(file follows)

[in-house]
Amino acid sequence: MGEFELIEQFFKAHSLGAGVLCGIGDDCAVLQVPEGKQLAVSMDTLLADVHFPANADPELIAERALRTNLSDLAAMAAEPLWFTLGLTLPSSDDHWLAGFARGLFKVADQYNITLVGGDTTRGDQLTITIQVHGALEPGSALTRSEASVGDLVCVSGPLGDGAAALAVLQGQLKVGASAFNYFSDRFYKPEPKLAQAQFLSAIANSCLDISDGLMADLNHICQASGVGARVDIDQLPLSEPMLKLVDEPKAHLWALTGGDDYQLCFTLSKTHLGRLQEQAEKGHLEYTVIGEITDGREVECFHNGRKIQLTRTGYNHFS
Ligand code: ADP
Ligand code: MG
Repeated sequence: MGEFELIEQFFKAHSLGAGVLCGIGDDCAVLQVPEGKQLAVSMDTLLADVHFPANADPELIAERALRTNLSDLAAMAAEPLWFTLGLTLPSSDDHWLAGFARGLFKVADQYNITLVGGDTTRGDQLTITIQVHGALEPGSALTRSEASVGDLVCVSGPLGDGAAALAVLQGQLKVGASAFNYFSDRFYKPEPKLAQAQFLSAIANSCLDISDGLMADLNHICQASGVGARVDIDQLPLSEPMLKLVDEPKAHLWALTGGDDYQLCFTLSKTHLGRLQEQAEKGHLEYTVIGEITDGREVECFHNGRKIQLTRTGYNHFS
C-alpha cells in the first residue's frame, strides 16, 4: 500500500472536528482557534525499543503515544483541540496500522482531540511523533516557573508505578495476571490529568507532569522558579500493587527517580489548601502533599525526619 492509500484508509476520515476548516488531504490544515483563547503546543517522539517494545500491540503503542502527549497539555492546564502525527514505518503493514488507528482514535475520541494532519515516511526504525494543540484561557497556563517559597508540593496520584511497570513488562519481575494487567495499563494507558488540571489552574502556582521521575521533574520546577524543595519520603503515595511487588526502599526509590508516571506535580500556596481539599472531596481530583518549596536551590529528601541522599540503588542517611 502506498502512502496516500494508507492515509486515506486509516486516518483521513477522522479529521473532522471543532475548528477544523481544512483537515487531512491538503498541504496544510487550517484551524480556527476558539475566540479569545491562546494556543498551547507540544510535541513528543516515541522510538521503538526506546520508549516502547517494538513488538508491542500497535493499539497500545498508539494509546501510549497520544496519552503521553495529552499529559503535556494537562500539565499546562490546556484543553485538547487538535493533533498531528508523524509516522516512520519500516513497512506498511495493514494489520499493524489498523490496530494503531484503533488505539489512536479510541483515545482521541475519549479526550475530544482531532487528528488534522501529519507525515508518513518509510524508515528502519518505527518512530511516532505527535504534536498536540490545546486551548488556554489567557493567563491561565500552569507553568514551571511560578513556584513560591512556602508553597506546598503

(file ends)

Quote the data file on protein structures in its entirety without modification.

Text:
[in-house]
Amino acid sequence: MGEFELIEQFFKAHSLGAGVLCGIGDDCAVLQVPEGKQLAVSMDTLLADVHFPANADPELIAERALRTNLSDLAAMAAEPLWFTLGLTLPSSDDHWLAGFARGLFKVADQYNITLVGGDTTRGDQLTITIQVHGALEPGSALTRSEASVGDLVCVSGPLGDGAAALAVLQGQLKVGASAFNYFSDRFYKPEPKLAQAQFLSAIANSCLDISDGLMADLNHICQASGVGARVDIDQLPLSEPMLKLVDEPKAHLWALTGGDDYQLCFTLSKTHLGRLQEQAEKGHLEYTVIGEITDGREVECFHNGRKIQLTRTGYNHFS
Ligand code: ADP
Ligand code: MG
Repeated sequence: MGEFELIEQFFKAHSLGAGVLCGIGDDCAVLQVPEGKQLAVSMDTLLADVHFPANADPELIAERALRTNLSDLAAMAAEPLWFTLGLTLPSSDDHWLAGFARGLFKVADQYNITLVGGDTTRGDQLTITIQVHGALEPGSALTRSEASVGDLVCVSGPLGDGAAALAVLQGQLKVGASAFNYFSDRFYKPEPKLAQAQFLSAIANSCLDISDGLMADLNHICQASGVGARVDIDQLPLSEPMLKLVDEPKAHLWALTGGDDYQLCFTLSKTHLGRLQEQAEKGHLEYTVIGEITDGREVECFHNGRKIQLTRTGYNHFS
C-alpha cells in the first residue's frame, strides 16, 4: 500500500472536528482557534525499543503515544483541540496500522482531540511523533516557573508505578495476571490529568507532569522558579500493587527517580489548601502533599525526619 492509500484508509476520515476548516488531504490544515483563547503546543517522539517494545500491540503503542502527549497539555492546564502525527514505518503493514488507528482514535475520541494532519515516511526504525494543540484561557497556563517559597508540593496520584511497570513488562519481575494487567495499563494507558488540571489552574502556582521521575521533574520546577524543595519520603503515595511487588526502599526509590508516571506535580500556596481539599472531596481530583518549596536551590529528601541522599540503588542517611 502506498502512502496516500494508507492515509486515506486509516486516518483521513477522522479529521473532522471543532475548528477544523481544512483537515487531512491538503498541504496544510487550517484551524480556527476558539475566540479569545491562546494556543498551547507540544510535541513528543516515541522510538521503538526506546520508549516502547517494538513488538508491542500497535493499539497500545498508539494509546501510549497520544496519552503521553495529552499529559503535556494537562500539565499546562490546556484543553485538547487538535493533533498531528508523524509516522516512520519500516513497512506498511495493514494489520499493524489498523490496530494503531484503533488505539489512536479510541483515545482521541475519549479526550475530544482531532487528528488534522501529519507525515508518513518509510524508515528502519518505527518512530511516532505527535504534536498536540490545546486551548488556554489567557493567563491561565500552569507553568514551571511560578513556584513560591512556602508553597506546598503